In action if the handle-bar u is turned it, by being clamped to the socket c, turns or rotates the said socket within the stationary steering-socket a and as a consequence turns or rotates the rod e and stem je, to which is connected the fork j. i

1f the wheel of the fork 7' traverses an uneven surface, the stem f2 telescopes into the Too socket c against the action of the spring z5, which cushions the said telescoping and absorbs the vibration which would otherwise be imparted to' the steering-socket a.

The features hereinbefore described are shown applied to a bicycle-frame by the diagrams Figs. 2 and 3, Fig. 2 showing a bicycle with a spring front fork only, and Fig. 3 a bicycle with front and-back forks made springforks. In these iigures the same letters of reference as on Fig. 1 are used to represent similar parts; but in addition to the features aforesaid a downwardly-extending curved member 0, outlining the shape of the front wheel s, is rigidly carried at 02 upon the socket c, this member providing at its lower end 03 connection for two jointed or hinged stays /t L, (the one `stay is behind the other, one4 each side the wheel 8,) these stays coupling the said member 0 with the extremities of the branchesvz' t' of the fork j, the said coupling being by a swinging' joint in each case. The ends of the spindle s2 of the wheel s are attached to the stays /t t. Wvhen the wheel s Apasses over any uneven surface, the said wheel in moving up telescopes the -stem f2, the forli and wheel swinging up bodily from the joint o3 of the part 0.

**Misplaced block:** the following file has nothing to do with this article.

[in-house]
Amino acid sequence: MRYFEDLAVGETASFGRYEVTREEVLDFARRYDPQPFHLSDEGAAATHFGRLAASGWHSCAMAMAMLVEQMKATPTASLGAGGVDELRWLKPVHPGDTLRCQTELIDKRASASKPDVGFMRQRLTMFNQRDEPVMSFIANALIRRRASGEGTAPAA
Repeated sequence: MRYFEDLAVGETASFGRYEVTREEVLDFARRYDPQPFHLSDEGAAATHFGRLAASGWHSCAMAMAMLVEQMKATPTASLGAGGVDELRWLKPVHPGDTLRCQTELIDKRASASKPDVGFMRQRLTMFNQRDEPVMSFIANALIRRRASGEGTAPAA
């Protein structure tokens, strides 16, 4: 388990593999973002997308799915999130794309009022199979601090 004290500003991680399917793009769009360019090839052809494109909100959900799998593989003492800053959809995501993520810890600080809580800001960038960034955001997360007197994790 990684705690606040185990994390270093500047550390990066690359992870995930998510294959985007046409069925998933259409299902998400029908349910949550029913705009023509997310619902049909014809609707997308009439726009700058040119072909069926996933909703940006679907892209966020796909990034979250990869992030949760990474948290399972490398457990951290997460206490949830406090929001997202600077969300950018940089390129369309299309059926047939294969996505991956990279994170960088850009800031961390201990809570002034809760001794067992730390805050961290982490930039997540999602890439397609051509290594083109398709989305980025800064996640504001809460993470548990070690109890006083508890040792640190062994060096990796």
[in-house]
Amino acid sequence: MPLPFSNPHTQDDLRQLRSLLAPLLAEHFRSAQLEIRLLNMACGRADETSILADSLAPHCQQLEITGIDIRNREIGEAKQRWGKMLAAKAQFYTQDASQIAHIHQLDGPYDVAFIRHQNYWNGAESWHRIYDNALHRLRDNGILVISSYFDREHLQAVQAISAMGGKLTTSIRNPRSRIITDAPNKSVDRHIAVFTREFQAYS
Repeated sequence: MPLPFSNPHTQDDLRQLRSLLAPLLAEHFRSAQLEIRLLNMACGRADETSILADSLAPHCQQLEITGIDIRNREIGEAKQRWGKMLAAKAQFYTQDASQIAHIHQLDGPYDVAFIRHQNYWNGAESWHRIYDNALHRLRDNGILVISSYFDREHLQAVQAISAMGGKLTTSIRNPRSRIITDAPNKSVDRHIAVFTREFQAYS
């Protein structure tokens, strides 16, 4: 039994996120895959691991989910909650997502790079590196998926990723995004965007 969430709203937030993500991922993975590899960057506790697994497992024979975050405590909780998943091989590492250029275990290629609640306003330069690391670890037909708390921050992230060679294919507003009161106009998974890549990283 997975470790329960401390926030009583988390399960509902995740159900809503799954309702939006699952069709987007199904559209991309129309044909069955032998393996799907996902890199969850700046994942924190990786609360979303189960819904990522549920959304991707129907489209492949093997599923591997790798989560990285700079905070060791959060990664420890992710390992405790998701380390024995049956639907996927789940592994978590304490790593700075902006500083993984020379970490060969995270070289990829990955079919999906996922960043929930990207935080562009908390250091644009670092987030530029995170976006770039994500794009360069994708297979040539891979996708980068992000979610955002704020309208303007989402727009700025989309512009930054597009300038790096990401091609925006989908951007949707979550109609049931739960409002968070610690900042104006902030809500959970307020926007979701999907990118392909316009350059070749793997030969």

From Figs. 2 and 3 it will be seen how the steering-socket t is carried in the ordinary way from the frame proper, a2, of the bicycle.

Having now described my invention, what I claim, and desire to secure by Letters Patent, is-

l. In combination, an inner sleeve forming a socket, a handle-bar provided with a hollow7 stem extending in said sleeve, means for adjustably clamping the stein to the sleeve, a stationary outer sleeve forming a socket surrounding said inner sleeve and having a ballrace at each end, bearing-balls supported by said clamping means and ball-races, a fork provided with a hollow stem projecting and telescoping within said inner sleeve, a rigid HBSSGS.

abutment secured within said inner sleeve, a rigid rod secured at its lower end to said fork and extending upwardly through the stem of the fork, abutment and inner sleeve, a compression-spring surrounding said rod and arranged within the inner sleeve above the abutment, a compression-springsurrounding said rod and arranged within the stem of the fork, and means mounted upon the upper end of the rod for adjusting the tension of said springs, substantially as described.